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Understanding artemisinin-resistant malaria: what a difference a year makes

Fairhurst, Rick M.

Current Opinion in Infectious Diseases: October 2015 - Volume 28 - Issue 5 - p 417–425
doi: 10.1097/QCO.0000000000000199
TROPICAL AND TRAVEL-ASSOCIATED DISEASES: Edited by Joseph M. Vinetz and Yukari C. Manabe
Editor's Choice

Purpose of review: The emergence of artemisinin resistance in Southeast Asia (SEA), where artemisinin combination therapies (ACTs) are beginning to fail, threatens global endeavors to control and eliminate Plasmodium falciparum malaria. Future efforts to prevent the spread of this calamity to Africa will benefit from last year's tremendous progress in understanding artemisinin resistance.

Recent findings: Multiple international collaborations have established that artemisinin resistance is associated with slow parasite clearance in patients, increased survival of early-ring-stage parasites in vitro, single-nucleotide polymorphisms (SNPs) in the parasite's kelch protein gene (K13), parasite ‘founder’ populations sharing a genetic background of four additional SNPs, parasite transcriptional profiles reflecting an ‘unfolded protein response’ and decelerated parasite development, and elevated parasite phosphatidylinositol-3-kinase activity. In Western Cambodia, where the K13 C580Y mutation is approaching fixation, the frontline ACT is failing to cure nearly half of patients, likely due to partner drug resistance. In Africa, where dozens of K13 mutations have been detected at low frequency, there is no evidence yet of artemisinin resistance.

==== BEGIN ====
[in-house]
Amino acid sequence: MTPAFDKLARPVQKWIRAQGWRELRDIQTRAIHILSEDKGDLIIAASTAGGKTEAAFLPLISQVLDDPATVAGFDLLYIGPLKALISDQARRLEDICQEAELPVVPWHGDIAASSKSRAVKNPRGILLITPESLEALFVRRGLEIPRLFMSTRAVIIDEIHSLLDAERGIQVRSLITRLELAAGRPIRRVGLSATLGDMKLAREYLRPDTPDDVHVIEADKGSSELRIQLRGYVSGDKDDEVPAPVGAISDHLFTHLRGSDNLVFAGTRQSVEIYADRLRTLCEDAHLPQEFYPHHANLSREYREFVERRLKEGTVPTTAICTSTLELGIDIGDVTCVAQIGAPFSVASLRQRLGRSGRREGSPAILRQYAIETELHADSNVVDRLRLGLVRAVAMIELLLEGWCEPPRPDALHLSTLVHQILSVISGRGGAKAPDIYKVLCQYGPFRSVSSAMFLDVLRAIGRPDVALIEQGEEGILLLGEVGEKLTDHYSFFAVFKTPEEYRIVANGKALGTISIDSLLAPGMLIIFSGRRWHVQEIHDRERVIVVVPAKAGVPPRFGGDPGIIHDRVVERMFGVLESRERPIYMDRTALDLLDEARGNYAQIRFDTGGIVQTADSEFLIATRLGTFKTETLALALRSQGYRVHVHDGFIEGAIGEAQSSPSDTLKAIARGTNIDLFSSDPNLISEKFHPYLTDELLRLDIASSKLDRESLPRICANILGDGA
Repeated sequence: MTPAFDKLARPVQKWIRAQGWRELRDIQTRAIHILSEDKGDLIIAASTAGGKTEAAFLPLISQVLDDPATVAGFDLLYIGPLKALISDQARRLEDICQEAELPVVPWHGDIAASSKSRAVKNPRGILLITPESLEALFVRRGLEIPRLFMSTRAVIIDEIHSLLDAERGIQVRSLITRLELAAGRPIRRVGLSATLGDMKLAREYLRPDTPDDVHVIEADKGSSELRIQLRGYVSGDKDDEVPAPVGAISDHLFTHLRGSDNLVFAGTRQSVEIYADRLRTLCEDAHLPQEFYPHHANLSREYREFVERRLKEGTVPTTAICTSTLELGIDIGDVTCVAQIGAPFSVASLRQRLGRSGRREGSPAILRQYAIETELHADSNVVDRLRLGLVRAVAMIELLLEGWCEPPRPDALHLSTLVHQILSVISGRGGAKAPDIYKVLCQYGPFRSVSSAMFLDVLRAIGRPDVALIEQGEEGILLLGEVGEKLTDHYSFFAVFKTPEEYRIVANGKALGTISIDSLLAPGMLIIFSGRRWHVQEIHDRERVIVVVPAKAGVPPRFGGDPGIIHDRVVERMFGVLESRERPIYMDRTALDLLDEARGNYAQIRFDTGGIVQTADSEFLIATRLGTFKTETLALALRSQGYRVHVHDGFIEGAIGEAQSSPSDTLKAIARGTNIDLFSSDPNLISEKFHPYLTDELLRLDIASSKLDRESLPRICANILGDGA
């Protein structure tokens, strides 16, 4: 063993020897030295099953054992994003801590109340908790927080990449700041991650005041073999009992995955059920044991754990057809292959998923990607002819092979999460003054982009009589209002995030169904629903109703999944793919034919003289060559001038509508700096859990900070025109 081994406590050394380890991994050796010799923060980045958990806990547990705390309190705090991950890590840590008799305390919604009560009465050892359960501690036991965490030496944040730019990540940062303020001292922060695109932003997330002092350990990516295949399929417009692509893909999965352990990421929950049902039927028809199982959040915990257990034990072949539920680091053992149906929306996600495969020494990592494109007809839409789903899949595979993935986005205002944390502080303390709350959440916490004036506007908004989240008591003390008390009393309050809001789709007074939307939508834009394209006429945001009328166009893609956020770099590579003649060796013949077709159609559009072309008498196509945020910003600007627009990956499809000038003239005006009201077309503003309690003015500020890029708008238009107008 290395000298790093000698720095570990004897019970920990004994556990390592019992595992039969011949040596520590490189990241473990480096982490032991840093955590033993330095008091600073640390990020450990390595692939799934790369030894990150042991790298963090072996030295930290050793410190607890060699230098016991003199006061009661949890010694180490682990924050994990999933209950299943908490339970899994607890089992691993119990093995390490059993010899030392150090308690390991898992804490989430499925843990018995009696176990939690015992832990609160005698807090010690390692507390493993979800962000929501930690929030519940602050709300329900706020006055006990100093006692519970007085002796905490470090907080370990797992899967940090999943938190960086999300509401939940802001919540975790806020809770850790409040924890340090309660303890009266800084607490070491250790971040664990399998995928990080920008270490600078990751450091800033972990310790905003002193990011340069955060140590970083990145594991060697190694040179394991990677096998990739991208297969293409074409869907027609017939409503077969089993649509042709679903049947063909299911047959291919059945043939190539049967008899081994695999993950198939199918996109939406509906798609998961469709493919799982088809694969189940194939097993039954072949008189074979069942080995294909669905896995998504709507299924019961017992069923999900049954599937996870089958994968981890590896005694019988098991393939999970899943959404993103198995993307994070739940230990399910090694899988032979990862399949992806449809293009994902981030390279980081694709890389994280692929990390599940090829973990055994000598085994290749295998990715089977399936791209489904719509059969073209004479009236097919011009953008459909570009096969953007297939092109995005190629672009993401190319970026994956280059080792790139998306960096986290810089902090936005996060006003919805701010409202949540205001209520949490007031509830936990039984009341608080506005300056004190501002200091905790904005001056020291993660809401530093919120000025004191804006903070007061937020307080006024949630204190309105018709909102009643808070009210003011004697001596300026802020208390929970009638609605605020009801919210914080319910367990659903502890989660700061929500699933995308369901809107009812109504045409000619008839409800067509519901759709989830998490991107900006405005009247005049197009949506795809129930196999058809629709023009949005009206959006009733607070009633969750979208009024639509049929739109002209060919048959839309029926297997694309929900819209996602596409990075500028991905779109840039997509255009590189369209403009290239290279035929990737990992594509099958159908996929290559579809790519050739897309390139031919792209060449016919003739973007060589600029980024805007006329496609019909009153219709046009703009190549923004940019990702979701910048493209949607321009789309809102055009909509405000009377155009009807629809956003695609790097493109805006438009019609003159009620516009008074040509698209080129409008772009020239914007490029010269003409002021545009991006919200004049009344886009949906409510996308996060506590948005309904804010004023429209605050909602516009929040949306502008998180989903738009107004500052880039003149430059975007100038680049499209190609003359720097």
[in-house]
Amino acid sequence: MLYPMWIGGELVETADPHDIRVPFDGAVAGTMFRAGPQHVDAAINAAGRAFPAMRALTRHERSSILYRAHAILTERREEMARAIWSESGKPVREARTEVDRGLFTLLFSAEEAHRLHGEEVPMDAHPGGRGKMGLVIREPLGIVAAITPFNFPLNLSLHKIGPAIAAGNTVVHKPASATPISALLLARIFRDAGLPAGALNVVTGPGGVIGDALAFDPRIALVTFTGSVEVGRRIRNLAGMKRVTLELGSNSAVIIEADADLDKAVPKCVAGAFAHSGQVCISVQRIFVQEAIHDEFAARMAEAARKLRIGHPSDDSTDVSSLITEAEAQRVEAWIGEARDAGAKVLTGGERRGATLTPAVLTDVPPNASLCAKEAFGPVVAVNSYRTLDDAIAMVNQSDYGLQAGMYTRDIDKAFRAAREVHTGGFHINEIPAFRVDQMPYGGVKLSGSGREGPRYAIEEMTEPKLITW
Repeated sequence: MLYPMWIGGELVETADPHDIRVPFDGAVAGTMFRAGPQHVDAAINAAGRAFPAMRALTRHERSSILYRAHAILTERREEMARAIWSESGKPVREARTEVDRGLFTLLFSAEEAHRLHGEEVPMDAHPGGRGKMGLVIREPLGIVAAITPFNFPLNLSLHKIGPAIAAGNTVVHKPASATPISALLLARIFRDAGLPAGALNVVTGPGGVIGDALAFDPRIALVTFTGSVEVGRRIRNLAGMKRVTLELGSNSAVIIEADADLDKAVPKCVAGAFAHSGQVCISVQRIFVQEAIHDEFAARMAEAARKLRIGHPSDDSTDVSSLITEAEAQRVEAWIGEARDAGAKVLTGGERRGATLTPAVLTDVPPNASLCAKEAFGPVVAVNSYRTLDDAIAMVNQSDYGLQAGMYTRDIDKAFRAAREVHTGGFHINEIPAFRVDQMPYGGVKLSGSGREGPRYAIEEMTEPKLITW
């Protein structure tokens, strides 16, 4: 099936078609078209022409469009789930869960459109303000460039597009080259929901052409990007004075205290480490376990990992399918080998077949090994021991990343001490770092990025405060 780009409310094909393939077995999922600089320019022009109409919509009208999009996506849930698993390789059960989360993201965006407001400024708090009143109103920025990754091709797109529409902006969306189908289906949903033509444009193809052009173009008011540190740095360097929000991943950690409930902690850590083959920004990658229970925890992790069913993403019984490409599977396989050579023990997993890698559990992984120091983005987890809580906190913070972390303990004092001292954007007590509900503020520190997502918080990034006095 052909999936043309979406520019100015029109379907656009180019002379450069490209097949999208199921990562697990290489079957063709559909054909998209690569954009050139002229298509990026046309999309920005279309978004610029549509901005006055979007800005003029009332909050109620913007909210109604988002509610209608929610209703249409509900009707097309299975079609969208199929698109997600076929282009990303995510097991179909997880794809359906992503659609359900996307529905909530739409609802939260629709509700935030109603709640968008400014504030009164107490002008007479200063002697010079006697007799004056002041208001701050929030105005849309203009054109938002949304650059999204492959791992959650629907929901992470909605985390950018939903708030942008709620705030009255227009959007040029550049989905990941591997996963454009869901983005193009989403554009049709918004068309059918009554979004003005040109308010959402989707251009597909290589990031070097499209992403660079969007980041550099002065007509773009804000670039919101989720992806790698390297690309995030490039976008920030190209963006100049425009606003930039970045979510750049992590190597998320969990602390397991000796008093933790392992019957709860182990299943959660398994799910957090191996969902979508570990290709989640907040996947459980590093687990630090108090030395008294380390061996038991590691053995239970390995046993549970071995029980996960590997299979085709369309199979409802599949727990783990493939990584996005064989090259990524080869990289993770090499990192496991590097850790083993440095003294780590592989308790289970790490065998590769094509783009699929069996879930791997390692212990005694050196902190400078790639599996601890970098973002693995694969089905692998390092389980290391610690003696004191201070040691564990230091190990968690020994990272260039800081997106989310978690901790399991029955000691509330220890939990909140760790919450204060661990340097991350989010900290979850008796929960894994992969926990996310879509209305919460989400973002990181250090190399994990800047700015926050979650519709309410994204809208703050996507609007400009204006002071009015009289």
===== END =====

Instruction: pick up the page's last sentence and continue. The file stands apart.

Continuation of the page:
Summary: In SEA, clinical and epidemiological investigations are urgently needed to stop the further spread of artemisinin resistance, monitor the efficacy of ACTs where K13 mutations are prevalent, identify currently-available drug regimens that cure ACT failures, and rapidly advance new antimalarial compounds through preclinical studies and clinical trials.

Laboratory of Malaria and Vector Research, National Institute of Allergy and Infectious Diseases, National Institutes of Health, Rockville, Maryland, USA

Correspondence to Rick M. Fairhurst, MD, PhD, Laboratory of Malaria and Vector Research, National Institute of Allergy and Infectious Diseases, National Institutes of Health, 12735 Twinbrook Parkway, Room 3E-10A, Rockville, MD 20854, USA. Tel: +1 301 761 5077; e-mail: rfairhurst@niaid.nih.gov

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